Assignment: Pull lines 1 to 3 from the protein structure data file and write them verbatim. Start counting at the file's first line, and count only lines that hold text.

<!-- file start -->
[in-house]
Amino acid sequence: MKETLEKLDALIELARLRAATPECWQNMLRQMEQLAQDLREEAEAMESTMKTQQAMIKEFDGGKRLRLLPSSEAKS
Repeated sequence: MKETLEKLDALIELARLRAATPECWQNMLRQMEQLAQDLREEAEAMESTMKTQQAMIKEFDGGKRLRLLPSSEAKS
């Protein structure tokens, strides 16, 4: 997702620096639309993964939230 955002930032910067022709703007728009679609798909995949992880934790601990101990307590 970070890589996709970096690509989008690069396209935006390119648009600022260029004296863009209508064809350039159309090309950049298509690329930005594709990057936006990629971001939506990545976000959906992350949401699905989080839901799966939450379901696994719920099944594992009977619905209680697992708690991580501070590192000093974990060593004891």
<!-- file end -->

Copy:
[in-house]
Amino acid sequence: MKETLEKLDALIELARLRAATPECWQNMLRQMEQLAQDLREEAEAMESTMKTQQAMIKEFDGGKRLRLLPSSEAKS
Repeated sequence: MKETLEKLDALIELARLRAATPECWQNMLRQMEQLAQDLREEAEAMESTMKTQQAMIKEFDGGKRLRLLPSSEAKS